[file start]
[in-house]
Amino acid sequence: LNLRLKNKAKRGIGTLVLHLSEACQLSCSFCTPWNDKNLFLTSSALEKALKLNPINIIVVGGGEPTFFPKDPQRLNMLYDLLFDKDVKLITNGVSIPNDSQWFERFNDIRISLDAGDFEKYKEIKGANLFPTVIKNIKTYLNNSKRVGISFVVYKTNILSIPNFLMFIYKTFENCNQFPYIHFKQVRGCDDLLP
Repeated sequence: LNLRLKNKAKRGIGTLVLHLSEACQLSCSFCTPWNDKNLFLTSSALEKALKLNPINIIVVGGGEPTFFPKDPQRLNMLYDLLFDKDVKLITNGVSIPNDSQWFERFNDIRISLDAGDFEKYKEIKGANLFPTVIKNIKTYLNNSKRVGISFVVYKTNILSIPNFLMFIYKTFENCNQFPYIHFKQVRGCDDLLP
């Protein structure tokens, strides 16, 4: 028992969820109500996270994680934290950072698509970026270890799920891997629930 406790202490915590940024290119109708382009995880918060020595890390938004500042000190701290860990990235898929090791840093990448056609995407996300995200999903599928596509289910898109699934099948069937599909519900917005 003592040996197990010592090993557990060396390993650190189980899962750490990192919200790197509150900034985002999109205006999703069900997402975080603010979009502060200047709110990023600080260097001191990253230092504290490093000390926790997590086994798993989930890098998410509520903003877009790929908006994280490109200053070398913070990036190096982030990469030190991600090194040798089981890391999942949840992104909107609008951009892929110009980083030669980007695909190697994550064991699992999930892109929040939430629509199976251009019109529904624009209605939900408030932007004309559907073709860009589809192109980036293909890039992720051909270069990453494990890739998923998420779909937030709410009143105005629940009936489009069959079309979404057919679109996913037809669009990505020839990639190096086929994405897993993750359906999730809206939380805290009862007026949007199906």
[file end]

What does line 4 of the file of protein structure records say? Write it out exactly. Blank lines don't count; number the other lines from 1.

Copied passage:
């Protein structure tokens, strides 16, 4: 028992969820109500996270994680934290950072698509970026270890799920891997629930 406790202490915590940024290119109708382009995880918060020595890390938004500042000190701290860990990235898929090791840093990448056609995407996300995200999903599928596509289910898109699934099948069937599909519900917005 003592040996197990010592090993557990060396390993650190189980899962750490990192919200790197509150900034985002999109205006999703069900997402975080603010979009502060200047709110990023600080260097001191990253230092504290490093000390926790997590086994798993989930890098998410509520903003877009790929908006994280490109200053070398913070990036190096982030990469030190991600090194040798089981890391999942949840992104909107609008951009892929110009980083030669980007695909190697994550064991699992999930892109929040939430629509199976251009019109529904624009209605939900408030932007004309559907073709860009589809192109980036293909890039992720051909270069990453494990890739998923998420779909937030709410009143105005629940009936489009069959079309979404057919679109996913037809669009990505020839990639190096086929994405897993993750359906999730809206939380805290009862007026949007199906």